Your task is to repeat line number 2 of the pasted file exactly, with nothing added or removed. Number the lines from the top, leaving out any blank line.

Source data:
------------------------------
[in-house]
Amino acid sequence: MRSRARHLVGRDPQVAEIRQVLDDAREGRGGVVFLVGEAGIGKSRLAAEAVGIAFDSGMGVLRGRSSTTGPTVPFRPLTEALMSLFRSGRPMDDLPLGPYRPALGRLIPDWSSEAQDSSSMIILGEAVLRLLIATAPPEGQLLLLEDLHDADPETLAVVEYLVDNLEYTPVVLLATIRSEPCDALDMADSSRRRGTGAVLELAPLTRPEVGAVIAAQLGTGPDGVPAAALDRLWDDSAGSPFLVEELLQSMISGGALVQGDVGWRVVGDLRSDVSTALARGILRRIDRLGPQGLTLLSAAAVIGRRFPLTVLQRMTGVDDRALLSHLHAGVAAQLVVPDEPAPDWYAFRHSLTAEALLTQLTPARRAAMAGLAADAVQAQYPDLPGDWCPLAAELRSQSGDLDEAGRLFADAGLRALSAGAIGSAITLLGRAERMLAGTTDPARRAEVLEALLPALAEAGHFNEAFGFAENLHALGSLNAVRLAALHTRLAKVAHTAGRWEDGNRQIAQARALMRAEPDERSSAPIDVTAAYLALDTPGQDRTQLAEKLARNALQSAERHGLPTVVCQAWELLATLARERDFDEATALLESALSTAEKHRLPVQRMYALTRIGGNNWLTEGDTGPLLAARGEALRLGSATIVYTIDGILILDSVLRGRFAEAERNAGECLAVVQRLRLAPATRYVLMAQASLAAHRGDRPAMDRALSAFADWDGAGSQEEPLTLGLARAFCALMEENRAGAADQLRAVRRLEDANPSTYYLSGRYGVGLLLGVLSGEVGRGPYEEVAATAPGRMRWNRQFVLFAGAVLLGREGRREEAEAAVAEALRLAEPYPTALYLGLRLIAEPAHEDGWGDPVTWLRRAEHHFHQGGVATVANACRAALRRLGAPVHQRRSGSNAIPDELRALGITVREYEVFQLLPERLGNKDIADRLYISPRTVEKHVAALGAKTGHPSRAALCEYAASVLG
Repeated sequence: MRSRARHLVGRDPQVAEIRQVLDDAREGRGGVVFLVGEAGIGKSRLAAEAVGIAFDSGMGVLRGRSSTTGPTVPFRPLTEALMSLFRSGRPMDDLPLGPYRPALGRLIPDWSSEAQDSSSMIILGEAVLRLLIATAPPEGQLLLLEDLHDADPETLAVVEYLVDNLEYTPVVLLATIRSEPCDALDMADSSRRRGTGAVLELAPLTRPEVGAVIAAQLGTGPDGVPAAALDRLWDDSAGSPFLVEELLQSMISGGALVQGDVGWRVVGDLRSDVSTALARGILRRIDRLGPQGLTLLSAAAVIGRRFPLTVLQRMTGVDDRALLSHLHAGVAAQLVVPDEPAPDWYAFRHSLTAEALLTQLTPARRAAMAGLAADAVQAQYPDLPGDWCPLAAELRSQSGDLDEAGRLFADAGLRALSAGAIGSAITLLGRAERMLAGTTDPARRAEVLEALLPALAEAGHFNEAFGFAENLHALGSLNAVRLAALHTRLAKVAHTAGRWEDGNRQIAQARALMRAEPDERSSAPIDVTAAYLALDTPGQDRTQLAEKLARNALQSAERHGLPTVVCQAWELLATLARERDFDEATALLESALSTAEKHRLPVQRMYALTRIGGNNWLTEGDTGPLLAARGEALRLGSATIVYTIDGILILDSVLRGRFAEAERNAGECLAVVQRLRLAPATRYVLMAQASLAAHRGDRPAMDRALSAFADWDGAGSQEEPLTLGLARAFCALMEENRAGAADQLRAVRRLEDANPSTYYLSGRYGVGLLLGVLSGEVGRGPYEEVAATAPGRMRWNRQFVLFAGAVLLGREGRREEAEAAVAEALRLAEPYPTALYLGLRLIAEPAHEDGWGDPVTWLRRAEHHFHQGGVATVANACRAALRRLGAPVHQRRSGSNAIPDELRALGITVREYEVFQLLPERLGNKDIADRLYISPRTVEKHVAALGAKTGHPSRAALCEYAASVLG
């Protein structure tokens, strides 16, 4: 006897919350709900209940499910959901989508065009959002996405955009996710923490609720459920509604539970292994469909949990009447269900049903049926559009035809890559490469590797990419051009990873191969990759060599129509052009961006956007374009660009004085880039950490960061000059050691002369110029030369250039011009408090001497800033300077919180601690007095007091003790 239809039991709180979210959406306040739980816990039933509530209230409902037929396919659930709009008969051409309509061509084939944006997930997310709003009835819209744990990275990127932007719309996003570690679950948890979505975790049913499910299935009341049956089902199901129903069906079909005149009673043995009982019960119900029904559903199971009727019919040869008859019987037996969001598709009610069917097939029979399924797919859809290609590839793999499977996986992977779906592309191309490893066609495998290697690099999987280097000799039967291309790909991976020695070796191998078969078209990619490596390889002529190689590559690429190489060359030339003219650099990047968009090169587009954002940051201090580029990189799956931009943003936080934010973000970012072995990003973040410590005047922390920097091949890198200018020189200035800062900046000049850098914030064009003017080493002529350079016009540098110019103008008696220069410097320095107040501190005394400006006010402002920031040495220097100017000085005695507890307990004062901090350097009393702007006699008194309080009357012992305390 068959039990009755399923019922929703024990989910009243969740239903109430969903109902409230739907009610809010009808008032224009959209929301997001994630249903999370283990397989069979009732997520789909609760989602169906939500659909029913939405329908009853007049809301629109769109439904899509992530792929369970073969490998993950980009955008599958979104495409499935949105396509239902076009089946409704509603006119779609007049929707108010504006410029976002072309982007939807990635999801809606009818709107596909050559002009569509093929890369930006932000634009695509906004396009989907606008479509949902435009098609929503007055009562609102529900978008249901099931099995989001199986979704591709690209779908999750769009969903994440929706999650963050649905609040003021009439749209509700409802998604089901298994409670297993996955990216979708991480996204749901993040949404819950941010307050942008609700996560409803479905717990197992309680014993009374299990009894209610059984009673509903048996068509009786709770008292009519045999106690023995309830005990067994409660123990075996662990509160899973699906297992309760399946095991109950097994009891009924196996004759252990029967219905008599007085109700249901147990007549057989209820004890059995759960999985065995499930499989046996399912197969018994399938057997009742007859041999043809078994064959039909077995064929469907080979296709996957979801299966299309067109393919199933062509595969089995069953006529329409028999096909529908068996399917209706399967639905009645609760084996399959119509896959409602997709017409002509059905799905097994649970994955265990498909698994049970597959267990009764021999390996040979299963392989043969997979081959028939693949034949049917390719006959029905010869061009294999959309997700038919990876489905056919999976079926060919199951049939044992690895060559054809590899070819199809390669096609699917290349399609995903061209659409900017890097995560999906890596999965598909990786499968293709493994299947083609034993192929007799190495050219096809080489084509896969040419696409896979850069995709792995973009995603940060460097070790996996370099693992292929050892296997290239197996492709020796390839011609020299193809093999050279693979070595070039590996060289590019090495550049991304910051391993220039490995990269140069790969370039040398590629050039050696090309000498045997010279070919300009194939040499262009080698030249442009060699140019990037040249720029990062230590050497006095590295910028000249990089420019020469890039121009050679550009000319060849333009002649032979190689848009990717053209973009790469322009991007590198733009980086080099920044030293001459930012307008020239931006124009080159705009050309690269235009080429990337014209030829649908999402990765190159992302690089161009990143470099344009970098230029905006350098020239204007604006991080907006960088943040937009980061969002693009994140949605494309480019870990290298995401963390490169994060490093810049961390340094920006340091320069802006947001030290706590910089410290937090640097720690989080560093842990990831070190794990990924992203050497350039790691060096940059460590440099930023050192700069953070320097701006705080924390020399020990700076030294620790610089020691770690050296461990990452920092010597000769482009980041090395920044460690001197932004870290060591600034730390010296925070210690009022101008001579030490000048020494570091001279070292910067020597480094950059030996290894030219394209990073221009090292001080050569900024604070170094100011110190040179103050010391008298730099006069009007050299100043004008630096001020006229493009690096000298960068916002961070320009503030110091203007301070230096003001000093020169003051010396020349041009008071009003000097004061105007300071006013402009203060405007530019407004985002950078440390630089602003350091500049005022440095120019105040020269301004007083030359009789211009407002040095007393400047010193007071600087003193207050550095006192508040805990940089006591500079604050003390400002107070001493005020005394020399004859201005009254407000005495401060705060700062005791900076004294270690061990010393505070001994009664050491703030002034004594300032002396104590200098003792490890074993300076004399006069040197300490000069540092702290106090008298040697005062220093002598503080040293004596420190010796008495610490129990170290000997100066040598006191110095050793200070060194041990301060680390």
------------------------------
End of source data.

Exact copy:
Amino acid sequence: MRSRARHLVGRDPQVAEIRQVLDDAREGRGGVVFLVGEAGIGKSRLAAEAVGIAFDSGMGVLRGRSSTTGPTVPFRPLTEALMSLFRSGRPMDDLPLGPYRPALGRLIPDWSSEAQDSSSMIILGEAVLRLLIATAPPEGQLLLLEDLHDADPETLAVVEYLVDNLEYTPVVLLATIRSEPCDALDMADSSRRRGTGAVLELAPLTRPEVGAVIAAQLGTGPDGVPAAALDRLWDDSAGSPFLVEELLQSMISGGALVQGDVGWRVVGDLRSDVSTALARGILRRIDRLGPQGLTLLSAAAVIGRRFPLTVLQRMTGVDDRALLSHLHAGVAAQLVVPDEPAPDWYAFRHSLTAEALLTQLTPARRAAMAGLAADAVQAQYPDLPGDWCPLAAELRSQSGDLDEAGRLFADAGLRALSAGAIGSAITLLGRAERMLAGTTDPARRAEVLEALLPALAEAGHFNEAFGFAENLHALGSLNAVRLAALHTRLAKVAHTAGRWEDGNRQIAQARALMRAEPDERSSAPIDVTAAYLALDTPGQDRTQLAEKLARNALQSAERHGLPTVVCQAWELLATLARERDFDEATALLESALSTAEKHRLPVQRMYALTRIGGNNWLTEGDTGPLLAARGEALRLGSATIVYTIDGILILDSVLRGRFAEAERNAGECLAVVQRLRLAPATRYVLMAQASLAAHRGDRPAMDRALSAFADWDGAGSQEEPLTLGLARAFCALMEENRAGAADQLRAVRRLEDANPSTYYLSGRYGVGLLLGVLSGEVGRGPYEEVAATAPGRMRWNRQFVLFAGAVLLGREGRREEAEAAVAEALRLAEPYPTALYLGLRLIAEPAHEDGWGDPVTWLRRAEHHFHQGGVATVANACRAALRRLGAPVHQRRSGSNAIPDELRALGITVREYEVFQLLPERLGNKDIADRLYISPRTVEKHVAALGAKTGHPSRAALCEYAASVLG